L1/L2 Eye Movement Reading of Closed Captioning: A Multimodal Analysis of Multimodal Use

Persistent Link:
http://hdl.handle.net/10150/194820
Title:
L1/L2 Eye Movement Reading of Closed Captioning: A Multimodal Analysis of Multimodal Use
Author:
Specker, Elizabeth
Issue Date:
2008
Publisher:
The University of Arizona.
Rights:
Copyright © is held by the author. Digital access to this material is made possible by the University Libraries, University of Arizona. Further transmission, reproduction or presentation (such as public display or performance) of protected items is prohibited except with permission of the author.
Abstract:
Learning in a multimodal environment entails the presentation of information in a combination of more than one mode (i.e. written words, illustrations, and sound). Past research regarding the benefits of multimodal presentation of information includes both school age children and adult learners (e.g. Koolstra, van der Voort & d'Ydewalle, 1999; Neumen & Koskinen, 1992), as well as both native and non-native language learners (e.g. d'Ydewalle & Gielen, 1992; Kothari et al, 2002). This dissertation focuses how the combination of various modalities are used by learners of differing proficiencies in English to gain better comprehension (cf. Mayer, 1997, 2005; Graber, 1990; Slykhuis et al, 2005). The addition of the written mode (closed captioning) to the already multimodal environment that exists in film and video presentations is analyzed. A Multimodal Multimedia Communicative Event is used to situate the language learner. Research questions focus on the eye movements of the participants as they read moving text both with and without the audio and video modes of information. Small case studies also give a context to four participants by bringing their individual backgrounds and observations to bear on the use of multimodal texts as language learning tools in a second or foreign language learning environment. It was found that Non Native English Speakers (NNS) (L1 Arabic) show longer eye movement patterns in reading dynamic text (closed captioning), echoing past research with static texts while Native Speakers of English (NS) tend to have quicker eye movements. In a multimodal environment the two groups also differed: NNS looked longer at the closed captioning and NS were able to navigate the text presentation quickly. While associative activation (Paivio, 2007) between the audio and print modalities was not found to alter the eye movement patterns of the NNS, participants did alternate between the modalities in search of supplementary information. Other research using additional closed captioning and subtitling have shown that viewing a video program with written text added turns the activity into a reading activity (Jensema, 2000; d'Ydewalle, 1987). The current study found this to be the case, but the results differed in regard to proficiency and strategy.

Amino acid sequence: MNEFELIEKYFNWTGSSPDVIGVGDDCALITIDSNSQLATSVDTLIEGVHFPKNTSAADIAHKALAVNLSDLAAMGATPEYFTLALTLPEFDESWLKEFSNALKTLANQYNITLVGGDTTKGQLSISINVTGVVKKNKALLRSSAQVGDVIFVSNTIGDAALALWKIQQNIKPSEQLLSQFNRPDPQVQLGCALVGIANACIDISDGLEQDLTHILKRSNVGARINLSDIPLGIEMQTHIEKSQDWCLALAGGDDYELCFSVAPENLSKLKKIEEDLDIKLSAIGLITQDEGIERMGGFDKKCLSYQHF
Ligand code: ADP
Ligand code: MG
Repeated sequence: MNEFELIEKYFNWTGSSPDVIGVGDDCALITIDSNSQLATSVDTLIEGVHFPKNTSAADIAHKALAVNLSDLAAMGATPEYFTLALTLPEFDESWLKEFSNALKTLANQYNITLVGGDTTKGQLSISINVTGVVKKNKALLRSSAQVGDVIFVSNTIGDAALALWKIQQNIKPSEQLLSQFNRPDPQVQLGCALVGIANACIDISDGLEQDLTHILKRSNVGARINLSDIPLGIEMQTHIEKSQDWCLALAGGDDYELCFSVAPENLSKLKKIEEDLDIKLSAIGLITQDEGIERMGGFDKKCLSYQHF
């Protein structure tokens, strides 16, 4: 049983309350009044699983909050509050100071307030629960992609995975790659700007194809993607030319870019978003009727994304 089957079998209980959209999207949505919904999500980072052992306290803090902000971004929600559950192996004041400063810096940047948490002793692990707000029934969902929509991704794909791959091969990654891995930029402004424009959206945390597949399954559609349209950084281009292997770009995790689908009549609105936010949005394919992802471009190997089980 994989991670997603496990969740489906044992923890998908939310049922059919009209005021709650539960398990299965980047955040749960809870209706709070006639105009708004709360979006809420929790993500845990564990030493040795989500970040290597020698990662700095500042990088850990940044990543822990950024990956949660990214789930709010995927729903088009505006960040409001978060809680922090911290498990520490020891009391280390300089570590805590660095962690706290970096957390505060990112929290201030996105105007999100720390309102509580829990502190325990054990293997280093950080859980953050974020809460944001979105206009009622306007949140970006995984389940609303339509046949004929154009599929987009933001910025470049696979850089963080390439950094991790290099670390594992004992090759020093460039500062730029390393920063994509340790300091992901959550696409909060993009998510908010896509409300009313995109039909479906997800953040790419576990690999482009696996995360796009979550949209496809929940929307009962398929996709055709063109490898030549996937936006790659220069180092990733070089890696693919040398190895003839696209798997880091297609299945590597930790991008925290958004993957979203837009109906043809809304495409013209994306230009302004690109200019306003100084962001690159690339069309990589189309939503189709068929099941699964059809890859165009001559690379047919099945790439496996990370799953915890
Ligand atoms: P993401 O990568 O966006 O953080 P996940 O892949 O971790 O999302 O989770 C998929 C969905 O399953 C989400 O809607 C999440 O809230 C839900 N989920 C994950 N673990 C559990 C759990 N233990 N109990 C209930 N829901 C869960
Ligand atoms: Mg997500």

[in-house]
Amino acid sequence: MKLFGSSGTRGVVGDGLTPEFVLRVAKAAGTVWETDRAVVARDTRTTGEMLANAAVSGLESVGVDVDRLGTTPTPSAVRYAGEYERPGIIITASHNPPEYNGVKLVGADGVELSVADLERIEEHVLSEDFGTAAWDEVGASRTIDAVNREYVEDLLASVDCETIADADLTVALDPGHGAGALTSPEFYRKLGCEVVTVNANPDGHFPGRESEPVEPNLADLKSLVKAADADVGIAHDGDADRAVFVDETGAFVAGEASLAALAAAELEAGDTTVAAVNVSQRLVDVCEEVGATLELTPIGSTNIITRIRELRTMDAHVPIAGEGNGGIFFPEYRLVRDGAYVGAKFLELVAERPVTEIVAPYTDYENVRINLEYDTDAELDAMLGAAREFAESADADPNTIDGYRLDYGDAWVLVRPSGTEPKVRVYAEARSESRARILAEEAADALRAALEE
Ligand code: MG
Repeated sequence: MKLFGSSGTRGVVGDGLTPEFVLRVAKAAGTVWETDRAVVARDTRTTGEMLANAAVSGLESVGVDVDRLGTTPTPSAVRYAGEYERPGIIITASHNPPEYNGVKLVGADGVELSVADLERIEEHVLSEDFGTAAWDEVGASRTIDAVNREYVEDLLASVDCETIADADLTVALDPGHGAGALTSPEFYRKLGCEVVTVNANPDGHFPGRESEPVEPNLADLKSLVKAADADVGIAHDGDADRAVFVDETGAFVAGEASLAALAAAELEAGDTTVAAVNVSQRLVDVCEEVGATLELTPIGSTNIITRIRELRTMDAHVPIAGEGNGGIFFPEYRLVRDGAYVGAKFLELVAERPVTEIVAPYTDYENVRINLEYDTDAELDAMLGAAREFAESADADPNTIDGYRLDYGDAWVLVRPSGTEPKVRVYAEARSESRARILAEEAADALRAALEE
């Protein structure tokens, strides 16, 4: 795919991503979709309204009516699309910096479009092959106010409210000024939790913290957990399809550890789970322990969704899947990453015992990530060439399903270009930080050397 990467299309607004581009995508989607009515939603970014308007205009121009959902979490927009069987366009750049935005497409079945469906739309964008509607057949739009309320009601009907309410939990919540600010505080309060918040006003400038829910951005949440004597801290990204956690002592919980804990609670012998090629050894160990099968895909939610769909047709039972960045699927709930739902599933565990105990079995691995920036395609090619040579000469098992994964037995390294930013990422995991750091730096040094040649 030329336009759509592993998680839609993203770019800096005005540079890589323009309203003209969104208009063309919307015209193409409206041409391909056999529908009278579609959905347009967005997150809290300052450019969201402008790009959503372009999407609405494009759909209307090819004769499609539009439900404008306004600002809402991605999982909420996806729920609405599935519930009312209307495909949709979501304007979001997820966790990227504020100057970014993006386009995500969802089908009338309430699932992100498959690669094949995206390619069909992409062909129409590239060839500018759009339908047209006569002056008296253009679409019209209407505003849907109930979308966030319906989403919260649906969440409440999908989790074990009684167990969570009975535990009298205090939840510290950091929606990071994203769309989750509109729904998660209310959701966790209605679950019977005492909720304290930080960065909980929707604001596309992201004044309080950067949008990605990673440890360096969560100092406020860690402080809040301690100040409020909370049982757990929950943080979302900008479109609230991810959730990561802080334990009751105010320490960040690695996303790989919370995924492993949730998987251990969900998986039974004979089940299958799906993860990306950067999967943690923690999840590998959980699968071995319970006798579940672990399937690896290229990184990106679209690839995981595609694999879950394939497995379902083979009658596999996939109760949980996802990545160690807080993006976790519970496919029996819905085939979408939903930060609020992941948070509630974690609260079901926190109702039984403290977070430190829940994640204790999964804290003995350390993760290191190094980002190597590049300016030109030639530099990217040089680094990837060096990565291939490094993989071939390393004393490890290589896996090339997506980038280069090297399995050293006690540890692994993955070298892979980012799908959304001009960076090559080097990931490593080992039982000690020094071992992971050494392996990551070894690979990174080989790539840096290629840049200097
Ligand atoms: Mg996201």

Type:
text; Electronic Dissertation
Keywords:
closed captioning; English as a Second Language; ESL; reading; learning strategies; eye movement
Degree Name:
PhD
Degree Level:
doctoral
Degree Program:
Second Language Acquisition & Teaching; Graduate College
Degree Grantor:
University of Arizona
Advisor:
Waugh, Linda R.; Bever, Thomas G.; Goodman, Yetta M.
Committee Chair:
Waugh, Linda R.; Bever, Thomas G.

Full metadata record

DC FieldValue Language
dc.language.isoENen_US
dc.titleL1/L2 Eye Movement Reading of Closed Captioning: A Multimodal Analysis of Multimodal Useen_US
dc.creatorSpecker, Elizabethen_US
dc.contributor.authorSpecker, Elizabethen_US